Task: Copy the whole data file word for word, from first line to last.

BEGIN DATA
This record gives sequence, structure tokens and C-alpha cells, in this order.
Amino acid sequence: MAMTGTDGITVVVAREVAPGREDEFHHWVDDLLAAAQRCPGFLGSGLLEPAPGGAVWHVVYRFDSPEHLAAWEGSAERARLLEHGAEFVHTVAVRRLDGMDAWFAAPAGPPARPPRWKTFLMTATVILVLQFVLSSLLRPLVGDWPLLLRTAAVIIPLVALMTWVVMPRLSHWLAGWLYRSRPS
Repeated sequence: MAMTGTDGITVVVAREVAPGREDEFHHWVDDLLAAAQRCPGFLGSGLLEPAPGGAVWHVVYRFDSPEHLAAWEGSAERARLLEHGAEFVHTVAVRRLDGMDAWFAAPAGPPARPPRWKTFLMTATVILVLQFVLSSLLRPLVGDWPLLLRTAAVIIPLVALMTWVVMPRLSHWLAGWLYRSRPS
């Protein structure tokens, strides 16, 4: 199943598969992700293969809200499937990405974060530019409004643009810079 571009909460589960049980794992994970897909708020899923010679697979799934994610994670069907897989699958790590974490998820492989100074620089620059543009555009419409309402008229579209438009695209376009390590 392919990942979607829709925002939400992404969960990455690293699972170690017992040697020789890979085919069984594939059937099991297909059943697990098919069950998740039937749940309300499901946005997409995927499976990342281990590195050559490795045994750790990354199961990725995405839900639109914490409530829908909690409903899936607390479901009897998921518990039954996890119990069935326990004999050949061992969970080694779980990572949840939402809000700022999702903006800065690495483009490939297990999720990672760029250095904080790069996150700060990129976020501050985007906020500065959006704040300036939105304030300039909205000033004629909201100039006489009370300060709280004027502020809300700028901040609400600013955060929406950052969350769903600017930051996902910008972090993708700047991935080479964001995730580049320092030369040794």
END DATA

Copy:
This record gives sequence, structure tokens and C-alpha cells, in this order.
Amino acid sequence: MAMTGTDGITVVVAREVAPGREDEFHHWVDDLLAAAQRCPGFLGSGLLEPAPGGAVWHVVYRFDSPEHLAAWEGSAERARLLEHGAEFVHTVAVRRLDGMDAWFAAPAGPPARPPRWKTFLMTATVILVLQFVLSSLLRPLVGDWPLLLRTAAVIIPLVALMTWVVMPRLSHWLAGWLYRSRPS
Repeated sequence: MAMTGTDGITVVVAREVAPGREDEFHHWVDDLLAAAQRCPGFLGSGLLEPAPGGAVWHVVYRFDSPEHLAAWEGSAERARLLEHGAEFVHTVAVRRLDGMDAWFAAPAGPPARPPRWKTFLMTATVILVLQFVLSSLLRPLVGDWPLLLRTAAVIIPLVALMTWVVMPRLSHWLAGWLYRSRPS
């Protein structure tokens, strides 16, 4: 199943598969992700293969809200499937990405974060530019409004643009810079 571009909460589960049980794992994970897909708020899923010679697979799934994610994670069907897989699958790590974490998820492989100074620089620059543009555009419409309402008229579209438009695209376009390590 392919990942979607829709925002939400992404969960990455690293699972170690017992040697020789890979085919069984594939059937099991297909059943697990098919069950998740039937749940309300499901946005997409995927499976990342281990590195050559490795045994750790990354199961990725995405839900639109914490409530829908909690409903899936607390479901009897998921518990039954996890119990069935326990004999050949061992969970080694779980990572949840939402809000700022999702903006800065690495483009490939297990999720990672760029250095904080790069996150700060990129976020501050985007906020500065959006704040300036939105304030300039909205000033004629909201100039006489009370300060709280004027502020809300700028901040609400600013955060929406950052969350769903600017930051996902910008972090993708700047991935080479964001995730580049320092030369040794």